“Until The Day” is a bit of a first for the band, as it’s more of a straight-forward rock & roll song but executed with the Killswitch ingredients. A melodeath-style lead surfaces more than a few times in the song and Jesse’s signature bluesy voice really shines in the verses of this track. The chorus’ scream-sing pattern is a departure from the rest of the choruses on the album, but isn’t quite as ear-worming because of the minimal melody. It’s also more than a bit peculiar that this track, a song so rooted in the 80’s glam way of doing things, doesn’t include a guitar solo. One can’t help but feel an opportunity was missed.
“It Falls On Me” reminds of “Cut Me Loose” in its slower, depressed nature, but that doesn’t hold it back from being a touching song. Much of the song revolves around a slanted rock rhythm and an atmospheric instrumental delivery that creates the perfect tone for Jesse’s emotive voice. At one point, he even sings in the lowest register he’s ever sang in on record. The stress and weight that is being conveyed in the song is reflected perfectly and makes it one of the album’s best tracks as well as another potential Grammy contender.
The final three tracks vary, but of these three the personal favorite was certainly “We Carry On”. Though it’s the softest song on the entire record, it touches on a new type of ambience and atmosphere for Killswitch Engage that hasn’t been heard until now. A massively textured chorus progression draws Jesse’s soaring, touching voice in without a hitch. It’s overall one of the most beautiful songs the band have ever made.
“The Great Deceit” and “Ascension” return to thrashy, aggressive territory with huge melodies. As the album closer, “Ascension” gives off a similar feel to “Alone I Stand” which bookends the album perfectly. Jesse hits his most intense screams in this track, specifically his high shrieks are blood-curdling. It closes with a classic Killswitch breakdown with an alerting melody that is led into expertly. “The Great Deceit” is one of the album’s most aggressive tracks, but its overall style of thrashy metalcore has been done better on previous Killswitch albums. It’s one of the only lesser moments on Incarnate, despite being another song of defiance.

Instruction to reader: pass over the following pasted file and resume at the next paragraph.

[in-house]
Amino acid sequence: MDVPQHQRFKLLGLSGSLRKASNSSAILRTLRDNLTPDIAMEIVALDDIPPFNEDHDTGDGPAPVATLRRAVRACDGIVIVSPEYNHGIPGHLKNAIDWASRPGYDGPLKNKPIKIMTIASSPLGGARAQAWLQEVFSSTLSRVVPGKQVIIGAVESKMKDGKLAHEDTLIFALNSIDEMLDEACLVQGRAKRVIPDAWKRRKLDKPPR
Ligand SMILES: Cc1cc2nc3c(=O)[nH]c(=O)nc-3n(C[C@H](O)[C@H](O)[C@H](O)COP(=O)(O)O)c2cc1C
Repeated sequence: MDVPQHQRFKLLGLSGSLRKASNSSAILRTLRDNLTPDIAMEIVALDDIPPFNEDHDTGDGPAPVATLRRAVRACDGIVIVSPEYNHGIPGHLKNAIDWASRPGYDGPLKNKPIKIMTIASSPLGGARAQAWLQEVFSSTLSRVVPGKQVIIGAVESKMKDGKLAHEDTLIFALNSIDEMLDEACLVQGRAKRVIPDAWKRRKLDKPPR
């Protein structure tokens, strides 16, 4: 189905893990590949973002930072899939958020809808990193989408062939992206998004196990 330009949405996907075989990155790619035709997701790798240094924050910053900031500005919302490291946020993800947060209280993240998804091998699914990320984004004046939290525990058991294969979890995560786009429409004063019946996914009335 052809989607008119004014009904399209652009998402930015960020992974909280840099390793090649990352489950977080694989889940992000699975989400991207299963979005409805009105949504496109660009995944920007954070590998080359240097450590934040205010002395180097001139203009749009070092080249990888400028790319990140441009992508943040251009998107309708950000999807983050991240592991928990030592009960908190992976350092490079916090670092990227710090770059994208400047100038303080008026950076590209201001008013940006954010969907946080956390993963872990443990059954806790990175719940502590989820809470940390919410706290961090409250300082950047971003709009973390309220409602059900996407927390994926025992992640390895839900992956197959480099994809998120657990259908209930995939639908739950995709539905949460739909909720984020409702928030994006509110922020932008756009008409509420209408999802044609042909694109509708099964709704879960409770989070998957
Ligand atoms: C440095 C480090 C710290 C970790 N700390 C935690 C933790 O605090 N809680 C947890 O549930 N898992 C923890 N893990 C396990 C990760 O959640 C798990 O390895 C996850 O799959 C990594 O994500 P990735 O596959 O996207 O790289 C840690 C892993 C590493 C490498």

Here in 2016, Killswitch Engage are still more than welcome. Their musicianship, heart and faithfulness to their genre are all extremely admirable qualities that are rarely executed better by any other bands. Incarnate is impactful from beginning to end and even if there’s a few slight moments of deja-vu, some of KSE’s most interesting musical moments are heard on this record. Don’t call it metal, that’s too limiting. Killswitch helped bring about an entirely new execution of heavy, passionate music and they continue to carry a torch that refuses to burn out.